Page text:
In the godot game engine (using opengl) it is not possible to define custom shader attributes.
A workaround is creating a sampler2D texture uniform instead and use vertexId (or in fact UV since vertexID also isn't exposed) to get the per vertex attributes.

I am wondering are there any downsides to this approach and/or caveats one should keep in mind ?

  • $\begingroup$ Wouldn't it make more sense to just switch to a game engine that isn't horribly limiting your ability to do what you need to do? $\endgroup$ Feb 8, 2020 at 6:22
  • $\begingroup$ Sadly this is out of question. Besides godot gives me a lot of useful stuff. $\endgroup$ Feb 8, 2020 at 18:10
  • $\begingroup$ "Besides godot gives me a lot of useful stuff." If it's not even allowing you to use basic aspects of a shader like gl_VertexID, then I would seriously contest that statement. I'm fairly sure that other engines can provide whatever "lot of useful stuff" that Godot does without Godot's pointless limitations. For example, my suggestion would be to use a buffer texture or an SSBO for such "attributes", but given that it doesn't even allow you to use gl_VertexID, I would be surprised if it let you use those features. $\endgroup$ Feb 8, 2020 at 18:28
  • $\begingroup$ Godot allows the use of texture uniforms (thus the question...) and i can abuse UV and other existing attributes to smuggle the vertexID in. It isn't nice, but it works. BUT this question is not if godot is a good engine to use, but if there are technical concerns regarding that approach and what the downsides and caveats to this technique would be. $\endgroup$ Feb 8, 2020 at 18:40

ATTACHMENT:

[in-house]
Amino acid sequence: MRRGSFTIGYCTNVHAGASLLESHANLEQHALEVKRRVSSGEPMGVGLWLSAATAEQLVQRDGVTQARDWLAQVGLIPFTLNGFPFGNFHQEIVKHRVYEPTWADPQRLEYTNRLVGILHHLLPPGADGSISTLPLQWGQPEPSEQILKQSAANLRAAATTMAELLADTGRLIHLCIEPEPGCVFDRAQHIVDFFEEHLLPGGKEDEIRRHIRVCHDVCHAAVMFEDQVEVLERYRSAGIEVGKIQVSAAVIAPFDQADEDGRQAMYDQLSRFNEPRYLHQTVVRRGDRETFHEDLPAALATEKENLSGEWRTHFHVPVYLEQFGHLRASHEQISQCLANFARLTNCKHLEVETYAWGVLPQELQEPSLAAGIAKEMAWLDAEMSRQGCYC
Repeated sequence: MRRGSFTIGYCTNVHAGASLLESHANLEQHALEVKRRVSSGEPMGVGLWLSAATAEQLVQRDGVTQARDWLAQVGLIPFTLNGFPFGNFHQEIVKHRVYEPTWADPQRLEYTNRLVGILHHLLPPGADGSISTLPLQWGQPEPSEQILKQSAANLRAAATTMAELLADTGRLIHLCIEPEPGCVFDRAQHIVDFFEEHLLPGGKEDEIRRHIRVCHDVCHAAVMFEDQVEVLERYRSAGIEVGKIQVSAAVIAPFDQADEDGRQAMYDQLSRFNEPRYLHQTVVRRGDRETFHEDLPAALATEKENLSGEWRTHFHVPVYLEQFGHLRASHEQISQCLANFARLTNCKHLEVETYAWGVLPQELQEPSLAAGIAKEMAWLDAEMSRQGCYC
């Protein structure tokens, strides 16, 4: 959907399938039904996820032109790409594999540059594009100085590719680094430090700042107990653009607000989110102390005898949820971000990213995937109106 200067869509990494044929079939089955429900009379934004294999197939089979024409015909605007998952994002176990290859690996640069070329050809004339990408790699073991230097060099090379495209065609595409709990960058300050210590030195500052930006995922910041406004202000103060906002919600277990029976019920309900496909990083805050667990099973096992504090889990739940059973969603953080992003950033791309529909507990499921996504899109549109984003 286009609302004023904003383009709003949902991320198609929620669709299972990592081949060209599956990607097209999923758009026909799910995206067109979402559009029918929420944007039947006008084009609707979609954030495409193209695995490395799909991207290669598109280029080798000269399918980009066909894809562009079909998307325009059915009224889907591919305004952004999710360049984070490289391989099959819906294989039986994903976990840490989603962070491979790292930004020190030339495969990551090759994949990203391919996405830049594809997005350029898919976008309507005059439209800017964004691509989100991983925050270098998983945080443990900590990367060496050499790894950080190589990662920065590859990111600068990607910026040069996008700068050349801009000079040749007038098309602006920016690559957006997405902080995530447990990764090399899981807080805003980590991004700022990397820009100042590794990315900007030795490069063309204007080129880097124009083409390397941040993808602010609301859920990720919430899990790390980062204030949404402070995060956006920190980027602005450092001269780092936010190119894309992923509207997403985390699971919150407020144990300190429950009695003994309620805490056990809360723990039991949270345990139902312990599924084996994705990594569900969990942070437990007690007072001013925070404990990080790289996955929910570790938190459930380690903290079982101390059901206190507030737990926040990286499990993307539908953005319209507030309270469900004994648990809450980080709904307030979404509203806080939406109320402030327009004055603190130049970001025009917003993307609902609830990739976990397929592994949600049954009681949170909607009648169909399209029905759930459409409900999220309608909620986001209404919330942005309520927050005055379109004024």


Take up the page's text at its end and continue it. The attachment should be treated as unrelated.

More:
• $\begingroup$ The problem is that I don't know what Godot will allow you to do, so I can't advise you. For example, I know how to make the texture-based idea work in a way that offers most if not all of the features of a vertex attribute. But I don't know if Godot will actually let you do those things needed to make it work. Again, if it's not letting you touch basic OpenGL functionality like gl_VertexID, who knows? Does it allow you to use floating-point image formats? What about integer textures? What about the GLSL functions for doing integer normalization? What about texelFetch? Etc. $\endgroup$ Feb 8, 2020 at 18:47

1 Answer 1


I copied my answer for the same OP at https://github.com/godotengine/godot/issues/19473. But this question differs slightly to the original issue report.

In case you want to manually add support for VERTEX_ID, these are the changes I had to make in 3.2.3-stable for spatial shaders. I wanted to use the vertex ID for creating procedural animations.

In drivers/gles3/shader_compiler_gles3.cpp in the function ShaderCompilerGLES3::ShaderCompilerGLES3() :

actions[VS::SHADER_SPATIAL].renames["VERTEX_ID"] = "gl_VertexID";

and servers/visual/shader_types.cpp in the function ShaderTypes::ShaderTypes():

shader_modes[VS::SHADER_SPATIAL].functions["vertex"].built_ins["VERTEX_ID"] = constt(ShaderLanguage::TYPE_INT);

Then compile the source and it should work. Some other primitives could probably be added in a similar fashion but I have not tested that yet.

One caveat is that the vertex IDs reported by Godot are very different from those reported by other tools such as Blender. This is because vertices are duplicated and in a different order. Godot also only gives you two UV channels to work with. Using UV coordinates also means having a temporal component will require significantly more memory to implement as UVs will typically map sparsely onto a 2D texture, if the data is only used in the vertex shader.

I have a primitive tool working that can map the vertex animation texture generated in blender to one usable by Godot into another grayscale texture (n by 1 texture, where n is number of vertices in Godot). This saves texture memory as no data is duplicated for duplicated vertices. I first need to implement an octree before it will be usable for real-world meshes and not just a set of simple deforming cubes. Once I have that done in my spare time I will release it for free.


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